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Series: Calculus: Techniques for Finding the Derivative

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About this Series

  • Lessons: 8
  • Total Time: 2h 2m
  • Use: Watch Online & Download
  • Access Period: Unlimited
  • Created At: 07/29/2009
  • Last Updated At: 05/13/2011

In this 8-lesson series of lessons, Professor Burger will introduce you to the most common rules for differentiation: the power rule, the product rule, the quotient rule, and the chain rule. In addition to coming to understand each of these different techniques for finding derivatives, we'll also work with problems that require us to use multiple different techniques in order to find a function's derivative.

The power rule states that if N is a rational number, then the function f ( x) = x^N is differentiable and f ?( x) = Nx^(N?1). We'll look at how the power rule works, examine a quick proof of the general case of the power rule, and look at a few uses and extensions of the power rule. Two extensions of the power rule are the constant multiple rule and the sum rule. The constant multiple rule says that for any constant, c, the derivative of c times differentiable function f(x) is the same as f'(x) times c. The sum rule states that for two differentiable functions, f(x) and g(x), the derivative of their sum is the same as the sum of their derivatives, or f'(x) + g'(x) = [f(x) + g(x)]'

The derivative of a product or quotient of two functions is not necessarily equal to the product or quotient of the two derivatives. The product rule states that if p(x) = f(x) * g(x), where f and g are differentiable functions, then p is differentiable and p'(x) = f(x)g'(x) + g(x)f'(X). The quotient rule states that if q( x) = f ( x) / g( x) , where f and g are differentiable functions, then q is differentiable except where g( x) = 0 and q'(x) = [g(x)f'(x) - f(x)g'(x)] / [g(x)^2]

A composite function is made up of layers of functions inside of functions. Some techniques of differentiation become very cumbersome when applied to composite functions. The chain rule states that if f ( x) = g(h( x)) , where g and h are differentiable functions, then f is differentiable and f ?( x) = g?(h( x)) ? h?( x) .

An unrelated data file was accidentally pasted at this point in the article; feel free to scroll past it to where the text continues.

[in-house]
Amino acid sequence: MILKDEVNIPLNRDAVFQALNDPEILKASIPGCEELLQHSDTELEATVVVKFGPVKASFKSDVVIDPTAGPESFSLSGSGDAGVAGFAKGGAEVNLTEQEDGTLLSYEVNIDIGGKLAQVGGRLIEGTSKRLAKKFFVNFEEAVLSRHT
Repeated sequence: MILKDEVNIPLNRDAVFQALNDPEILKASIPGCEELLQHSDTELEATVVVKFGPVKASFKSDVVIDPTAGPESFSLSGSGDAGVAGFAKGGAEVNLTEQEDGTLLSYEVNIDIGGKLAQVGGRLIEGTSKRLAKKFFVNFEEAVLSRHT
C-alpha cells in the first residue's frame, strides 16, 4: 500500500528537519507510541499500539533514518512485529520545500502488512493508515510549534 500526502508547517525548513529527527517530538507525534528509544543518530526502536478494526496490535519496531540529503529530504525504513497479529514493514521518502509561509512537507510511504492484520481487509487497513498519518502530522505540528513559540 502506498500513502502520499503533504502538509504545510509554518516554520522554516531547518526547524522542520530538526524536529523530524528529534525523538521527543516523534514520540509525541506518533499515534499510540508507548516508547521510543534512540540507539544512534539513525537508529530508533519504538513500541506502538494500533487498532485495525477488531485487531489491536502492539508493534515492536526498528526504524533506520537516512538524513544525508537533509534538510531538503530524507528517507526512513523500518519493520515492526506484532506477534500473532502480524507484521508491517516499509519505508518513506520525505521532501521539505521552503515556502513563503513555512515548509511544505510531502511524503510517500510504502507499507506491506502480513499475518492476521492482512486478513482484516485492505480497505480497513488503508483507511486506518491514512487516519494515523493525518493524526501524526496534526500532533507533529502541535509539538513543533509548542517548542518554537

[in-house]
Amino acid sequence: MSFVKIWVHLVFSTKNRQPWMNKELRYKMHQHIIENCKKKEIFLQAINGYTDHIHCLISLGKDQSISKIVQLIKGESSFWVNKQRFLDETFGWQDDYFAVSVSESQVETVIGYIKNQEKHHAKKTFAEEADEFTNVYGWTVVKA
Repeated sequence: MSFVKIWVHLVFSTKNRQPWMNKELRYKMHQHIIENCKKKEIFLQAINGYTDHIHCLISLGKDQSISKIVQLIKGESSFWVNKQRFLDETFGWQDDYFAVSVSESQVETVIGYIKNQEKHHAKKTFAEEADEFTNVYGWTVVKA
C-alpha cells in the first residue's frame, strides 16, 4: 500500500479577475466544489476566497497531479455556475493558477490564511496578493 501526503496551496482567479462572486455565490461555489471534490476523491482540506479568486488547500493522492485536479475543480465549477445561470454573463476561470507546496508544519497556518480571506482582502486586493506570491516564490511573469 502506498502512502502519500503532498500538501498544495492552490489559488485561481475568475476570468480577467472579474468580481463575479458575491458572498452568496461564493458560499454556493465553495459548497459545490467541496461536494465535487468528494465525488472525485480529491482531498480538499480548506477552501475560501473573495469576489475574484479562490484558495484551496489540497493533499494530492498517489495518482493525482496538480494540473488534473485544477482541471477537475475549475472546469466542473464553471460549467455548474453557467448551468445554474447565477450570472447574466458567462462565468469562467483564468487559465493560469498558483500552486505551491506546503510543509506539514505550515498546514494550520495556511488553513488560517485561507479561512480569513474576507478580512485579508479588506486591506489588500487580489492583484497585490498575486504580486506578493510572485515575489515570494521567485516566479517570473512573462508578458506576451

Taught by Professor Edward Burger, this series comes from a comprehensive Calculus course. This course and others are available from Thinkwell, Inc. The full course can be found at http://www.thinkwell.com/student/product/calculus. The full course covers limits, derivatives, implicit differentiation, integration or antidifferentiation, L'Hopital's Rule, functions and their inverses, improper integrals, integral calculus, differential calculus, sequences, series, differential equations, parametric equations, polar coordinates, vector calculus and a variety of other AP Calculus, College Calculus and Calculus II topics.

About this Author

Thinkwell
Thinkwell
2174 lessons
Joined:
11/13/2008

Founded in 1997, Thinkwell has succeeded in creating "next-generation" textbooks that help students learn and teachers teach. Capitalizing on the power of new technology, Thinkwell products prepare students more effectively for their coursework than any printed textbook can. Thinkwell has assembled a group of talented industry professionals who have shaped the company into the leading provider of technology-based textbooks. For more information about Thinkwell, please visit www.thinkwell.com or visit Thinkwell's Video Lesson Store at http://thinkwell.mindbites.com/.

Thinkwell lessons feature a star-studded cast of outstanding university professors: Edward Burger (Pre-Algebra through...

Lessons Included

Nopic_dkb
Ogres
04/22/2011
~ Russell7

ARE NOT LIKE ONIONS!

Nopic_orng
thank you!
02/23/2010
~ Aisha1

thank you! saved me on my midterm!!!!

Nopic_blu
A nice start to the quotient rule.
01/24/2009
~ travis5818

There are a few things I disagree with though a bit. One of which is the chanting deal. All you really need to do for product and quotient rules is memorize 2 letters and a ' symbol with them.

product rule = fg' + gf' (where you make f = to a function and g = to a function)

quotient rule = (gf' - fg') / g^2.

Never been a huge fan of "top times bottom" chants and all that stuff. Also, it would be nice if Mr. Burger simplified some of the problems sometimes when he gets to the end. It's nice to say well we're done, but technically you're not unless multiplying everything out would be ridiculously complicated.

At any rate though, his teaching style is still very effective and helps to keep me focused when I'm drifting in my calculus book.

Below are the descriptions for each of the lessons included in the series:

Supplementary Files: